Thursday, January 03, 2008
Weekend Herb Blogging/Fennel: Vegetable, Herb or Spice?
Actually, all fennel is all three. The lacy fronds are used as an herb, the seeds are used as a spice, and even the bulb of the plant itself is edible both raw and cooked, making fennel one of the most versatile items in the produce section. Though rare, fennel pollen is also used as a spice.
Each of these edible elements shares a similar flavor, in varying degrees, to the spices anise and star anise. In fact, the three completely different species all have the same aromatic compound called anethole. Fennel pollen and seed have the most concentrated flavor. The fronds and the bulb have a milder, sweeter taste. Fennel lends a distinctive taste to the foods of several different cultures as diverse as Indian and Middle Eastern, to Chinese as one of the components of Five Spice Powder. Fennel seed can also be found in European foods such as sausage and rye bread.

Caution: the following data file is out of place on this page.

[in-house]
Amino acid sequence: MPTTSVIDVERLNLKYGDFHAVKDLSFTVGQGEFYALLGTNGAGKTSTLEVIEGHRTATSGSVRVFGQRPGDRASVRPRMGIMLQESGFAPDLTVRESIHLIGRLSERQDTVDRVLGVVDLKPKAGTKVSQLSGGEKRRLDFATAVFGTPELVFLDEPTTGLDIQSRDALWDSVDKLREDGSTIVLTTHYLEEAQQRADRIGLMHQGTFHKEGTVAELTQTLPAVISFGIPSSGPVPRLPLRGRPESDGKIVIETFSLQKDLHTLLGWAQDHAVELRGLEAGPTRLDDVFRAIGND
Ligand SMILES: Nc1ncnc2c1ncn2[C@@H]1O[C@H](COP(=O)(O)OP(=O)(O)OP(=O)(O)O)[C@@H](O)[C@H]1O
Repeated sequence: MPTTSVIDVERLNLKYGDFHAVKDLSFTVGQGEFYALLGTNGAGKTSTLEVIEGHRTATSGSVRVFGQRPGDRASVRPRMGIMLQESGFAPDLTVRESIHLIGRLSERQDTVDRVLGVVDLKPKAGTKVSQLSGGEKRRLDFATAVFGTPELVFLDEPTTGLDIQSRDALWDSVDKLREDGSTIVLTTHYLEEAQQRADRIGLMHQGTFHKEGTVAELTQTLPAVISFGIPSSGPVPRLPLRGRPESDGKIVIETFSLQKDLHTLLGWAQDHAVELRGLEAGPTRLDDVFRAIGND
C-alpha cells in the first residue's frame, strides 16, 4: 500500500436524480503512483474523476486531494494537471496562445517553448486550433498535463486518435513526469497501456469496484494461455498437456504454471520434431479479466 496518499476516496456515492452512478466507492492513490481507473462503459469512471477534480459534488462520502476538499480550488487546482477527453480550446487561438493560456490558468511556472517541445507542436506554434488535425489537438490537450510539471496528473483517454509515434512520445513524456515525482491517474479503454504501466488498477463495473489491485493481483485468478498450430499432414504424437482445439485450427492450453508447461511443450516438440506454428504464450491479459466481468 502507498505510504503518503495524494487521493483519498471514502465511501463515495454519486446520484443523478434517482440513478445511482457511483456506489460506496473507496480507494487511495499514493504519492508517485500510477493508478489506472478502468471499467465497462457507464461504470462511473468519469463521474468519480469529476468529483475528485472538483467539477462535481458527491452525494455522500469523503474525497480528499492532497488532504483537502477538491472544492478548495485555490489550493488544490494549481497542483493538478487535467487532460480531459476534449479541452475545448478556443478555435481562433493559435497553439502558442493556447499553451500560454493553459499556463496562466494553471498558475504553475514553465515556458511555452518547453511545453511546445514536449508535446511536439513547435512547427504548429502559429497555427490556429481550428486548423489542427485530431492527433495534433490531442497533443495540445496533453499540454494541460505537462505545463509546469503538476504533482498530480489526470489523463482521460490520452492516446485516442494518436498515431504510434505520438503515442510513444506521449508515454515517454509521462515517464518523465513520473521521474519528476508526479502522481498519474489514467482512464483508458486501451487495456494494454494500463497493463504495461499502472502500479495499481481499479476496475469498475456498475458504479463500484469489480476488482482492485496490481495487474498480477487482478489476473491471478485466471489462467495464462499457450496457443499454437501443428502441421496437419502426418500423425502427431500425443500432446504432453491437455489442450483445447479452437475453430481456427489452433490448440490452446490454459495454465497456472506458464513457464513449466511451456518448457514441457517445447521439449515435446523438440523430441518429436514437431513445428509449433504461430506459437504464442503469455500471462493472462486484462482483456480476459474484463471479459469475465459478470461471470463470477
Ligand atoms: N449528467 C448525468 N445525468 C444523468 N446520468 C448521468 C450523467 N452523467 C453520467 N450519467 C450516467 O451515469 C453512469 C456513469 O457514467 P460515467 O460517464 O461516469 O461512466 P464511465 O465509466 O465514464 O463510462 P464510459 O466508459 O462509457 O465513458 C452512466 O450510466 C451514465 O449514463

I've looked for fennel at my farmers market in season, but so far have not had much luck. Now that winter is here and we have to buy a bit of produce at the market, it seemed like a good time to give it a try. It is harvested in late summer and autumn, thus works well with either a light salad or a hearty fall soup.
Fennel, Potato and Leek Soup
Clementine and Fennel Salad
You can find other herb posts for Weekend Herb Blogging at Kalyn's Kitchen. You can find this week's recipe carnival at The Common Room.